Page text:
Virginia soybeans added to stink bug’s farm targets
October 26, 2012
SUFFOLK—The brown marmorated stink bug has become even more of a pest since being discovered in more than 40 county soybean fields in the state.
The bug was found in soybean fields from the northernmost county in Virginia to those on the North Carolina border, and a stink bug nymph was discovered in a cotton field—perhaps the first ever reported in the United States, said Ames Herbert, a professor of entomology at Virginia Tech. He has been conducting research on brown marmorated stink bugs at the Tidewater Agricultural Research and Extension Center.
“I feel like we are in a pest war zone,” he said.
The stink bug’s appetite is varied and voracious. The pests feed on fruits and vegetables, as well as corn, cotton and soybeans, damaging the crops and putting a dent in producers’ pockets.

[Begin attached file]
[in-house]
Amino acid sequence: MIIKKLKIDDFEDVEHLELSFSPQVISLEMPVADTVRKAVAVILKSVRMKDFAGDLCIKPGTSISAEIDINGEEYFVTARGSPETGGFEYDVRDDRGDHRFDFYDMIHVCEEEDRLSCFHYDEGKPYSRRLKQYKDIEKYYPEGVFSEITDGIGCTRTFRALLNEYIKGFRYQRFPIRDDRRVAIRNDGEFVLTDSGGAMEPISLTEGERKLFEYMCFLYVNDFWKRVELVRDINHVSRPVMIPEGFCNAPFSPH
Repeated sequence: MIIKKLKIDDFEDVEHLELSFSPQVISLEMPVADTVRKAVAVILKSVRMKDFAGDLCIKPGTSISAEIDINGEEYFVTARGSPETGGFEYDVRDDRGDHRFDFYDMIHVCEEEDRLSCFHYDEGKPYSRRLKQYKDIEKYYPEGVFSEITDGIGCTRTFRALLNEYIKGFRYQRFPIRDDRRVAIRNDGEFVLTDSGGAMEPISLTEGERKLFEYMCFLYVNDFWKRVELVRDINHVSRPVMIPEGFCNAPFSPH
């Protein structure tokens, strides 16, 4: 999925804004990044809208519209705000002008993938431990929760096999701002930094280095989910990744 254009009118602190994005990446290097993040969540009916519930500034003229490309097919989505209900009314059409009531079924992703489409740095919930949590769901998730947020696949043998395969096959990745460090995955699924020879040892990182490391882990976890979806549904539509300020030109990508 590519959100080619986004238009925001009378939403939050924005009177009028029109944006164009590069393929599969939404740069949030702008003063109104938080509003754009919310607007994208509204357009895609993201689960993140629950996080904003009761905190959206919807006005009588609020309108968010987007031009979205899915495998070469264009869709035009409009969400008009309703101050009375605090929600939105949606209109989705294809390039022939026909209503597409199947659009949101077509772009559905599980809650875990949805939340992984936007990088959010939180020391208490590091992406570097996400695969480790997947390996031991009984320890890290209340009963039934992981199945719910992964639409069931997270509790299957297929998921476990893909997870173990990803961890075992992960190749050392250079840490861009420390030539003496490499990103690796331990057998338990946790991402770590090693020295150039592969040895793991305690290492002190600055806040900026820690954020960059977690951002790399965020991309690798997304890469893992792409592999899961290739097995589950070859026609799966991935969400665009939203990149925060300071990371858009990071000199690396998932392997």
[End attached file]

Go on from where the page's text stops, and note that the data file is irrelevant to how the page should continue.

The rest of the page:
Treating an infested area can take multiple pesticide applications, which drives up production costs.
“We’ve had native stink bugs, but this particular type is a lot more resistant to pest control methods that have been effective in controlling the native species,” said Spencer Neale, Virginia Farm Bureau Federation senior assistant director of commodity marketing. “This stink bug was accidentally introduced into the United States probably sometime in the 1990s from the Far East, where it was a native species.”
Researchers have ramped up efforts in Virginia and other mid-Atlantic states to monitor the spread of stink bugs and share ideas on how to minimize their damage. “We are putting lots of resources into going deeper into this and trying to learn how to manage this pest,” Herbert said.
He is studying how much pesticide needs to be used on a soybean field to gain control of an infestation. Virginia growers plant an estimated 500,000 to 600,000 acres of soybeans, valued at nearly $250 million, annually.
Contact Herbert at 757-657-6450 or Neale at 804-290-1153.